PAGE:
Shortly after his 2002 election, Gov. Rod Blagojevich told U.S. Rep. Jesse Jackson he'd planned to appoint Jackson's wife as state lottery director but didn't because the congressman refused his request for a $25,000 campaign donation, a person familiar with the conversation told The Associated Press Tuesday.
"Blagojevich went out of his way to say, 'You know I was considering your wife for the lottery job and the $25,000 you didn't give me? That's why she's not getting the job,"' the person said, speaking on the condition of anonymity because of the ongoing federal investigation.
Jackson spokesman Kenneth Edmonds declined to comment on the account, but said Jackson has approached federal investigators to discuss the governor and others for years.
"He has shared information with federal prosecutors about public corruption during the past several years, including information about Blagojevich and others," Edmonds said.
Randall Samborn, spokesman for the U.S. Attorney's office in Chicago, declined to comment, as did Blagojevich spokesman Lucio Guerrero. WLS-TV in Chicago first reported the exchange.
Jackson's name has played prominently ever since Blagojevich was arrested last week on corruption charges that include allegations he tried to sell or trade President-elect Barack Obama's vacant Senate seat for personal gain.
Jackson has acknowledged being the unnamed "Senate Candidate 5" referenced in the federal criminal complaint against Blagojevich. The complaint quotes Blagojevich as saying on federal wiretaps that an associate of the candidate offered to raise money for him if he picked the candidate to fill Obama's seat.
Jackson has acknowledged openly seeking the position, but denies initiating or authorizing anyone to promise anything to Blagojevich on his behalf. The congressman has said federal prosecutors have told him he is not a target of their investigation.
The person did not know whether Jackson's wife, Sandi, who has since been elected to the Chicago City Council, had asked for the state lottery job. At the time, Blagojevich was the first incoming Democratic governor after years of Republican rule and had scores of state jobs to fill.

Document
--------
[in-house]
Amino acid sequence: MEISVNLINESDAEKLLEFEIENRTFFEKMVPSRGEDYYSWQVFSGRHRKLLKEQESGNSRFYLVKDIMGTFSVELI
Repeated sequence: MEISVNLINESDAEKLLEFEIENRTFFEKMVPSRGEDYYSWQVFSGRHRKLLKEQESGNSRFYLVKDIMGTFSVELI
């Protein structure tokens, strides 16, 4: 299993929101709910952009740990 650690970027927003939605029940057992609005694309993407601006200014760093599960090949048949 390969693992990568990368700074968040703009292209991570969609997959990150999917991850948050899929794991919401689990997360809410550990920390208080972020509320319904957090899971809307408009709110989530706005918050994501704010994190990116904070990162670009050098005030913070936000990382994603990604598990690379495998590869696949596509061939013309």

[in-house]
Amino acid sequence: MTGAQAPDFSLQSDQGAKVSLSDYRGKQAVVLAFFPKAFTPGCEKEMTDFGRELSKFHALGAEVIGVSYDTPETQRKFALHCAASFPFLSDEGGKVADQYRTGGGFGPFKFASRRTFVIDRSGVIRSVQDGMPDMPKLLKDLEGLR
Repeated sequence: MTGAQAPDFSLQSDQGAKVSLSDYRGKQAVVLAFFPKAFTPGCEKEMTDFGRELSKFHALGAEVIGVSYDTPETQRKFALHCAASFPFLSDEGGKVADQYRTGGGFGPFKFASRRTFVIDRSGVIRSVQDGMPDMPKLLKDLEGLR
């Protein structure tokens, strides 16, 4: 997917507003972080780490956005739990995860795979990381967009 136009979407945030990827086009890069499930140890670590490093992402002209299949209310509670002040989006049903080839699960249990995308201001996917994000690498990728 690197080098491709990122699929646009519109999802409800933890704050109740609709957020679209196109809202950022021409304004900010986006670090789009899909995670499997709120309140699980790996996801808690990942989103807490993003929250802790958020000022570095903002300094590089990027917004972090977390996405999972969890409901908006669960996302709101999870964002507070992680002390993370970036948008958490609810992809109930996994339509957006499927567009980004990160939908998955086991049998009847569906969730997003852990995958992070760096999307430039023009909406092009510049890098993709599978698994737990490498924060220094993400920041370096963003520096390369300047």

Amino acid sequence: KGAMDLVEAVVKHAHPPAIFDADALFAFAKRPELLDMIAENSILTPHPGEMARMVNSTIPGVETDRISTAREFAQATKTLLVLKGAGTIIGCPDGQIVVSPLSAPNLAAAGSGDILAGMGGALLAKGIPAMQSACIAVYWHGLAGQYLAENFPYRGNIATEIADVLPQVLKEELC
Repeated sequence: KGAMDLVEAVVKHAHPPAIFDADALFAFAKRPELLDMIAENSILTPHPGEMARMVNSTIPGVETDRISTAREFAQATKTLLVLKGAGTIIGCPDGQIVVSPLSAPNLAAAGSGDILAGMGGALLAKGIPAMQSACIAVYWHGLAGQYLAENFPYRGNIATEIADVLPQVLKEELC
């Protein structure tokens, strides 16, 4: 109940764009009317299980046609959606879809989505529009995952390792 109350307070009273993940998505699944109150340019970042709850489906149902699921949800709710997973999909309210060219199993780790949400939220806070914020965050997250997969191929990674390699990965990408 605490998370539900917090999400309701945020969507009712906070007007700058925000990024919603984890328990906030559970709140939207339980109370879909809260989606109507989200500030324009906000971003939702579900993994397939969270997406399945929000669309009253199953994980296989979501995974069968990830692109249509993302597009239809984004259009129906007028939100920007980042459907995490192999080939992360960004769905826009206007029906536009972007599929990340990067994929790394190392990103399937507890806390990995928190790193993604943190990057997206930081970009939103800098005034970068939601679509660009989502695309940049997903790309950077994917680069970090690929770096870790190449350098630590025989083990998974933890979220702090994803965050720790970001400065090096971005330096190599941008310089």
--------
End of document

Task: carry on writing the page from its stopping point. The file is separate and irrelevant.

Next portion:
"The governor had kind of penciled Sandi in as lottery director and then asked for contributions from the congressman," the person said.
Sandi Jackson did not immediately return a call to her office seeking comment.
In April, the Chicago Tribune reported that an examination of campaign donations to Blagojevich showed that three in four donors who gave exactly $25,000 received administration favors such as state board appointments or contracts.
It's also the same amount of money that figured prominently in the testimony of a government witness in the political corruption trial this summer of political fundraiser Antoin "Tony" Rezko.
Ali Ata, the former executive director of the Illinois Finance Authority testified that Blagojevich spoke encouragingly about getting him a job in his administration after he personally brought him a $25,000 campaign contribution.
Rezko, who raised more than $1 million for Blagojevich's campaign fund, was convicted of shaking down businesses seeking state business for campaign contributions.
The person familiar with Jackson's discussions also said Tuesday that Jackson has spoken with federal investigators about a 2006 meeting with Rezko where the two discussed a proposed airport in Peotone, long considered a possible location for a third Chicago-area airport.
The person said Rezko told Jackson, a longtime proponent of the airport, that Blagojevich wanted to control the airport's board, but Jackson balked.
Meanwhile, Illinois lawmakersTuesday against Blagojevich, who showed no sign of going down without a fight.
An impeachment panel met briefly and then adjourned until Wednesday, giving Blagojevich time to send a representative to the hearings, which may last into January.
Lawmakers on Monday shelved the idea of setting a special election where voters would fill the vacant Senate seat of President-elect Barack Obama.
But the House also voted 113-0 to create a bipartisan committee that will recommend whether Blagojevich should be impeached. That 21-member panel met for about an hour Tuesday, with members making speeches about the gravity of the scandal.
Committee chairwoman Rep. Barbara Flynn Currie, D-Chicago, began the meeting by saying the Blagojevich scandal had created a "crisis of confidence" in state government. But she cautioned panel members against moving too fast.
"Let us remember that we're not Alice in Wonderland. We're not the Red Queen. We do not sentence first and then do the verdict," she said.
"Frontier justice will not prevail in this proceeding. A rush to judgment does not serve the people of the state well."